Today, a fellow writer commented on a post I threw up (vomited would be more apt) onto Facebook about, well, a face, ironically.
You see, Renee Zellweger, our own Brigit Jones has, well…she’s morphed.
Morphed? How so, you, dear reader, may ask. To be blunt, she’s literally bought herself a new face. No, it’s not so much a bad facelift as it’s almost a face transplant. To be even more blunt, she looks like a different human being entirely. And my comments on this brought out a debate that got me thinking whilst I lathered, rinsed, repeated.
WHY THE HELL DO I CARE WHO’S FACE SHE’S WEARING! Seriously.
Kerry Hyatt is a gifted writer. She’s also one of the most intelligent women I know. She’s also beautifully intelligent. Listening to this woman (or reading) what she has to say always raises my I.Q a few points, and that’s not easily done, trust me.
She made a very sage observation that everyone made a huge fuss over Renee’s new look, and not a syllable found itself printed about her aging companion in the photo. Why? Well, first, it’s very possible it’s because he’s not as famous (if he’s famous at all). And most importantly, it’s also case in point here; he’s male.
With few exceptions, most people seem to focus on a woman’s fading beauty, and her need to desperately hold onto her youth, while a man can wither and decay, and no one bothers to pay any heed.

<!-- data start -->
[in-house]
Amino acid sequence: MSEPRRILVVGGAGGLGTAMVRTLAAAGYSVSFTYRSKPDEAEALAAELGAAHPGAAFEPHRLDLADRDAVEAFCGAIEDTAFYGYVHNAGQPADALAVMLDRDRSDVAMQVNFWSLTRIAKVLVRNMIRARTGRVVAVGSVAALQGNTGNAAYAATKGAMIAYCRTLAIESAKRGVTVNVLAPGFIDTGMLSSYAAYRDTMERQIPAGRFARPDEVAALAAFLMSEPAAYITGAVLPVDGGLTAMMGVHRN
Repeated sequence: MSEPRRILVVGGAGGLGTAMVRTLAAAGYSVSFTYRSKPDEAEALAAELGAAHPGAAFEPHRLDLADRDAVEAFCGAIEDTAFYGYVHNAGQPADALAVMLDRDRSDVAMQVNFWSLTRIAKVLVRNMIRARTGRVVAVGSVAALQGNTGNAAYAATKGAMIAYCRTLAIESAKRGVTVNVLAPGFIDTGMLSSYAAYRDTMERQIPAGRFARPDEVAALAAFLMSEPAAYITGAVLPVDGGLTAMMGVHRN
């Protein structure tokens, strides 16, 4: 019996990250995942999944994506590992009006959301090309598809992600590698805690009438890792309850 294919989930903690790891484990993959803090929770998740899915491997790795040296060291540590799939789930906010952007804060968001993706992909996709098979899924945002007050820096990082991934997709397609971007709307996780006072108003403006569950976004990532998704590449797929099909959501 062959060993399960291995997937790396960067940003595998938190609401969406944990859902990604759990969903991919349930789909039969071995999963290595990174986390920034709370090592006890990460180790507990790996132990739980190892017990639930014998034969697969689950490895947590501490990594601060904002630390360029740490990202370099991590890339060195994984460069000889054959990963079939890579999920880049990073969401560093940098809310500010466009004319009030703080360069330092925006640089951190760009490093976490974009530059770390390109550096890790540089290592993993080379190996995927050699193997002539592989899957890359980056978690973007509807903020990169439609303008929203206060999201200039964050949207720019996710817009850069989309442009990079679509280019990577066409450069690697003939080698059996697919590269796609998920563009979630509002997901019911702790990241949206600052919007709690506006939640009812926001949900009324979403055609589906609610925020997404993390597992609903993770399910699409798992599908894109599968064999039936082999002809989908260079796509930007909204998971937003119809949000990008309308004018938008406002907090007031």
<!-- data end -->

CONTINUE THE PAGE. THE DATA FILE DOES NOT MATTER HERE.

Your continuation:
Is it the fault of the actress/singer/dancer etc?
Is it the fault of the media?
Is it the fault of the public?
Who’s business is it anyways?
The operative here is “business”. If an actress in Hollywood wishes to continue being considered for lucrative roles in film, she’s pressured to remain in a time capsule. On the flip side, if a man wishes to remain relevant, all he needs to do is let it all hang out.
How many James Bond movies have you watched with a twenty year old actor at the helm?
As Tracey Ullman once uttered “Unless you’re an Oscar winner in Hollywood past the age of 40, its slim pickings for an actress”.
Gena Rowlands once said to Teri Garr when she was white-hot back during her “Tootsie” period; “Wait until they write that your face has been ravaged by time”.
I’m betting Sean Connery or Harrison Ford never read such shit written in their reviews.
So, I guess what I’m writing here is less of a rebuttal to Kerry’s lament, and more of an apology for feeding into the ageist convention women continually suffer from, here, there, hell, everywhere, in one form or another.
For what it’s worth, even though I don’t agree with Renee’s decision to alter her appearance, ultimately, I’m not the one that has to look at it each morning. It’s her show, and if it’s made her feel better about herself, then you go girl!
What I would LIKE to point out here though is that I am as fed up as hell at women constantly feeling the need to rip apart their bodies to validate themselves to others as they get older. Now, please don’t misunderstand. I have no problem with a woman who gets “freshened up” because she genuinely feels better after it’s all said and done. For that matter, same for goes for any man. What I don’t cotton to is the ideology that a woman feels pressured to alter her appearance to remain viable in Hollywood. That is just as sad and as wrong as it gets, period.